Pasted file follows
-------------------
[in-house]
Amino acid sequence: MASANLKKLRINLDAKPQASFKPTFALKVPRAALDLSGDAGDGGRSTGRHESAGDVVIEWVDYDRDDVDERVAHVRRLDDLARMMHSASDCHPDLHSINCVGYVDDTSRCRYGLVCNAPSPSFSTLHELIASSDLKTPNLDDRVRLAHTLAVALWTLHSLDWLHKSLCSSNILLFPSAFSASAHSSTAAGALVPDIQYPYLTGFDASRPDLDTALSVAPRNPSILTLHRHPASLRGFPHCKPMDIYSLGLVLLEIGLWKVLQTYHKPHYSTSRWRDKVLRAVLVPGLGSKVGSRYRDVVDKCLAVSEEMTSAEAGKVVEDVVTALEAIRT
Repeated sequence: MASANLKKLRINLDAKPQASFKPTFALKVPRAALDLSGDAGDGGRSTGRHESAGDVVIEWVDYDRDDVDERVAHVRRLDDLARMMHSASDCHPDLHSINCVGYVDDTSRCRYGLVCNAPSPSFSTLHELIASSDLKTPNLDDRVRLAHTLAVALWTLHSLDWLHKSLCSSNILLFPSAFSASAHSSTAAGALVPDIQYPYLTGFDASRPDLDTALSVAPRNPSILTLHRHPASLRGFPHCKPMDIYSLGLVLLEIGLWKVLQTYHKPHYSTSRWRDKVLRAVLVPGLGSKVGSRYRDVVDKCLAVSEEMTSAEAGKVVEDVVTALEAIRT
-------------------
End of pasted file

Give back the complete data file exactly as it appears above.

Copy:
[in-house]
Amino acid sequence: MASANLKKLRINLDAKPQASFKPTFALKVPRAALDLSGDAGDGGRSTGRHESAGDVVIEWVDYDRDDVDERVAHVRRLDDLARMMHSASDCHPDLHSINCVGYVDDTSRCRYGLVCNAPSPSFSTLHELIASSDLKTPNLDDRVRLAHTLAVALWTLHSLDWLHKSLCSSNILLFPSAFSASAHSSTAAGALVPDIQYPYLTGFDASRPDLDTALSVAPRNPSILTLHRHPASLRGFPHCKPMDIYSLGLVLLEIGLWKVLQTYHKPHYSTSRWRDKVLRAVLVPGLGSKVGSRYRDVVDKCLAVSEEMTSAEAGKVVEDVVTALEAIRT
Repeated sequence: MASANLKKLRINLDAKPQASFKPTFALKVPRAALDLSGDAGDGGRSTGRHESAGDVVIEWVDYDRDDVDERVAHVRRLDDLARMMHSASDCHPDLHSINCVGYVDDTSRCRYGLVCNAPSPSFSTLHELIASSDLKTPNLDDRVRLAHTLAVALWTLHSLDWLHKSLCSSNILLFPSAFSASAHSSTAAGALVPDIQYPYLTGFDASRPDLDTALSVAPRNPSILTLHRHPASLRGFPHCKPMDIYSLGLVLLEIGLWKVLQTYHKPHYSTSRWRDKVLRAVLVPGLGSKVGSRYRDVVDKCLAVSEEMTSAEAGKVVEDVVTALEAIRT